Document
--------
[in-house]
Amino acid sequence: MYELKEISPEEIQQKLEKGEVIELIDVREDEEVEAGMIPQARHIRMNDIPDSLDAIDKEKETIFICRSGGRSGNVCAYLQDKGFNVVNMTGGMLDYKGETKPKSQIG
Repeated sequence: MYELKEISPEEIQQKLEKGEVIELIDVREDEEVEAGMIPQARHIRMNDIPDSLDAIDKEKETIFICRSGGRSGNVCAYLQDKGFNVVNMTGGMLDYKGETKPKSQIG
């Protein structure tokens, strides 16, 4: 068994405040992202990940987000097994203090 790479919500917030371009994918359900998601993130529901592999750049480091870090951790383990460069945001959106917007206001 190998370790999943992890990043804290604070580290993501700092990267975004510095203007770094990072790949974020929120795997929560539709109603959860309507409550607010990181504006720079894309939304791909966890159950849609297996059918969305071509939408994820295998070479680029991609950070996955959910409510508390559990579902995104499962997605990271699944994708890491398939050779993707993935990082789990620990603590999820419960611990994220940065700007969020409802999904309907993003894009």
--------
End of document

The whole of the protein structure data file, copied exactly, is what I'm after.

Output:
[in-house]
Amino acid sequence: MYELKEISPEEIQQKLEKGEVIELIDVREDEEVEAGMIPQARHIRMNDIPDSLDAIDKEKETIFICRSGGRSGNVCAYLQDKGFNVVNMTGGMLDYKGETKPKSQIG
Repeated sequence: MYELKEISPEEIQQKLEKGEVIELIDVREDEEVEAGMIPQARHIRMNDIPDSLDAIDKEKETIFICRSGGRSGNVCAYLQDKGFNVVNMTGGMLDYKGETKPKSQIG
């Protein structure tokens, strides 16, 4: 068994405040992202990940987000097994203090 790479919500917030371009994918359900998601993130529901592999750049480091870090951790383990460069945001959106917007206001 190998370790999943992890990043804290604070580290993501700092990267975004510095203007770094990072790949974020929120795997929560539709109603959860309507409550607010990181504006720079894309939304791909966890159950849609297996059918969305071509939408994820295998070479680029991609950070996955959910409510508390559990579902995104499962997605990271699944994708890491398939050779993707993935990082789990620990603590999820419960611990994220940065700007969020409802999904309907993003894009």